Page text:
But none in the GOP can compare with the progressive intelligentsia's obsession with tax increases on the rich to raise revenues and achieve social justice. In a New York Times op-ed last August, Berkshire Hathaway CEO Warren Buffett famously asked Congress to "stop coddling the super-rich," complaining that his effective tax rate was half that of the other people in his office. He then instructed Washington to raise tax rates on millionaires and billionaires like him and retain the employee payroll tax cut on those "who need every break they can get."

Waving Mr. Buffett's op-ed for all to see, Mr. Obama wasted no time in proposing a surtax on millionaires called the "Buffett Rule." Putting aside all the oohing and ahhing over Mr. Buffett's selflessness, his effective tax rate on his true income would hardly budge if this "Buffett Rule" were applied. What's worse, raising the highest tax rates would most likely worsen the budget deficit and lead to a further weakening of the economy. Everyone would suffer.

Mr. Buffett stated in his op-ed that he paid $6,938,744 in total income and payroll taxes in 2010, representing 17.4% of his taxable income, which puts his taxable income just under $40 million. Although certainly a fantastic sum, $40 million actually understates Mr. Buffett's income in 2010 by more than 250-fold.

Mr. Buffett's net worth rose by $10 billion in 2010 to $47 billion, according to Forbes Magazine. That increase, an unrealized capital gain, is part of his total income by any standard definition, including the one used by the Congressional Budget Office. After also including a $1.6 billion gift to the Bill and Melinda Gates Foundation, Mr. Buffett's true income in 2010 was much closer to $11.6 billion than the $40 million figure cited in his op-ed. Hence his true effective tax rate was only 6/100ths of 1% as opposed to 17.4%. And these are just the additions to his income that we know about.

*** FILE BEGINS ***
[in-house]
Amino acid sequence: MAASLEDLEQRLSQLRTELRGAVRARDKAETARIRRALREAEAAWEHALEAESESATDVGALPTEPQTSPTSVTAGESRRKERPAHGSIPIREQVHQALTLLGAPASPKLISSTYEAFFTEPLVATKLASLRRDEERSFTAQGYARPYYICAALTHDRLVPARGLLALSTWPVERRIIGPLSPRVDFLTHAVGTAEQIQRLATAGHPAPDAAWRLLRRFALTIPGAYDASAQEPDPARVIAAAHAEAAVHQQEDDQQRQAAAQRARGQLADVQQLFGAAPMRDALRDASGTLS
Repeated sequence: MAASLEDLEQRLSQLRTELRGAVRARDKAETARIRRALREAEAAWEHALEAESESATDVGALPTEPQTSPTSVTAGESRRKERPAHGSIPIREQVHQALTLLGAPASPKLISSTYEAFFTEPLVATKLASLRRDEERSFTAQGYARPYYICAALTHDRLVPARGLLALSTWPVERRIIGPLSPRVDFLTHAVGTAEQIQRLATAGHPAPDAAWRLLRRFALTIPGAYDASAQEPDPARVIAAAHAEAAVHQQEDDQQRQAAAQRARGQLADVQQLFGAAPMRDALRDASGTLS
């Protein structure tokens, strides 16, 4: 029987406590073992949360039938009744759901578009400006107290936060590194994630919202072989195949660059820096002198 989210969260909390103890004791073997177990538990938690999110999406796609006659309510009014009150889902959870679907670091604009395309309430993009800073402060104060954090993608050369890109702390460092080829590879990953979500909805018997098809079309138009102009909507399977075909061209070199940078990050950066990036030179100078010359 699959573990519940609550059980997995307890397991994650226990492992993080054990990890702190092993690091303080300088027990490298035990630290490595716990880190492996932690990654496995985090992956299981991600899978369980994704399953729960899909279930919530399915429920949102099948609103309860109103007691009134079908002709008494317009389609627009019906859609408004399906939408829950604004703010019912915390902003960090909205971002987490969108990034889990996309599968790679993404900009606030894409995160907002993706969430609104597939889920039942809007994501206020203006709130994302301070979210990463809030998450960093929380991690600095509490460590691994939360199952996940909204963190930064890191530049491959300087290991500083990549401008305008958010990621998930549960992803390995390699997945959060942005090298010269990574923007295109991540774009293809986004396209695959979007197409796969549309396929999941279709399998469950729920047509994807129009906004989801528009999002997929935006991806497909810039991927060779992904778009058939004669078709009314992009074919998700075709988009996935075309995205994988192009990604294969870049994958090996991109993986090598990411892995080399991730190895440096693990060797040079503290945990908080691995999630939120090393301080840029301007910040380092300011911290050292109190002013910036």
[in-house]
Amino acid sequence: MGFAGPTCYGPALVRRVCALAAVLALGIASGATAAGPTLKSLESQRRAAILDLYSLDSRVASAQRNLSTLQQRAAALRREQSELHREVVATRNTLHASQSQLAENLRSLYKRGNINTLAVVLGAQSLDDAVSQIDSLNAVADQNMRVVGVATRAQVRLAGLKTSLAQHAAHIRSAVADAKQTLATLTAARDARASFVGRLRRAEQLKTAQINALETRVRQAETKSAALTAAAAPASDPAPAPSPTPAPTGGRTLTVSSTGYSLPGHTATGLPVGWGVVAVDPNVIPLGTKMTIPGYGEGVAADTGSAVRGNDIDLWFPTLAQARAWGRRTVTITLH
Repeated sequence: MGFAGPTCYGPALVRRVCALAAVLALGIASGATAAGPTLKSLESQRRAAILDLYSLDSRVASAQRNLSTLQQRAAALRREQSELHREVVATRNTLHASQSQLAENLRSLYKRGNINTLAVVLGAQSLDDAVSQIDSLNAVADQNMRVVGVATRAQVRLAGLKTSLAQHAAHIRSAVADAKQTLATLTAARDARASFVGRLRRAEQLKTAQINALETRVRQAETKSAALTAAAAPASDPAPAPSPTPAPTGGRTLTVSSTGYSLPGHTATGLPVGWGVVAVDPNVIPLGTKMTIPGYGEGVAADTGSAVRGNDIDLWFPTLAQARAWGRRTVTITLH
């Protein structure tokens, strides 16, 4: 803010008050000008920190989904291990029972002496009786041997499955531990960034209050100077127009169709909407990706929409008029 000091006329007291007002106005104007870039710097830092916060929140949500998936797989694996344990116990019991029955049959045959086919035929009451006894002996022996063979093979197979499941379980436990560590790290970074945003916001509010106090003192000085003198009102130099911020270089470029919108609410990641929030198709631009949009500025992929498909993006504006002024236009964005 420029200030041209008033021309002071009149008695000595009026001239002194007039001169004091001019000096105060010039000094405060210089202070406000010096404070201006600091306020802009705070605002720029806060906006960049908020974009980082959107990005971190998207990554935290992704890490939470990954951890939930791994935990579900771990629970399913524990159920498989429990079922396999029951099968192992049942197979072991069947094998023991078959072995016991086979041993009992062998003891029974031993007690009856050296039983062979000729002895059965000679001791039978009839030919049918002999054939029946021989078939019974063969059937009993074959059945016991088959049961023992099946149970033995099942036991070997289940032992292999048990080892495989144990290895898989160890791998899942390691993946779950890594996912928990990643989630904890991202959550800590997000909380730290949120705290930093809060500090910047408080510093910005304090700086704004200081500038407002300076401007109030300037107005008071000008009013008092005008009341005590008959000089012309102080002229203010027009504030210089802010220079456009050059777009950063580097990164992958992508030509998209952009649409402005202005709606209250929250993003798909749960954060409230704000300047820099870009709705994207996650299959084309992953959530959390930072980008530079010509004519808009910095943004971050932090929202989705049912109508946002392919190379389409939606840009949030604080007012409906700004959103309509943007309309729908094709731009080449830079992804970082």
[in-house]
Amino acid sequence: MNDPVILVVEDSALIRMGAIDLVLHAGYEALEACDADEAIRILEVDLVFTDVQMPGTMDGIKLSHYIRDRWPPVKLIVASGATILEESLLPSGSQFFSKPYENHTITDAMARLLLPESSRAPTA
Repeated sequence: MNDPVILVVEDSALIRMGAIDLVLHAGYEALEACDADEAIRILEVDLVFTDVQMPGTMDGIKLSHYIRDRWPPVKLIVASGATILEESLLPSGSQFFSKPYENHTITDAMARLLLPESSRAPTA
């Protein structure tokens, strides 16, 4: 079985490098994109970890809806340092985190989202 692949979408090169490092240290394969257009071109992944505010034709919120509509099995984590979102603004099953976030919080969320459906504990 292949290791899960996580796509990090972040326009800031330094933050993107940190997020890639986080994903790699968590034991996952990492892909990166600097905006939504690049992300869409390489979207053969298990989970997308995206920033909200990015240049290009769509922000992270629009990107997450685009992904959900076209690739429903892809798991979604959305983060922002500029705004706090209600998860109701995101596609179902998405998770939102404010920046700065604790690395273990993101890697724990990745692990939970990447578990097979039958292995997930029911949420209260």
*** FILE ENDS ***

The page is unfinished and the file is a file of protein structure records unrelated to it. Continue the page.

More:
The "Buffett Rule" would not tax the vast majority of his shielded income, including either his unrealized capital gains, which are currently taxed at zero percent, or charitable contributions, which are tax deductible. If the "Buffett Rule" were applied as President Obama proposes, then Mr. Buffett's federal tax bill would have been $14.4 million, rather than the $6.9 million he actually paid. As a fraction of his true income, his effective tax rate would only have risen from 6/100ths of 1% to 12/100ths of 1%.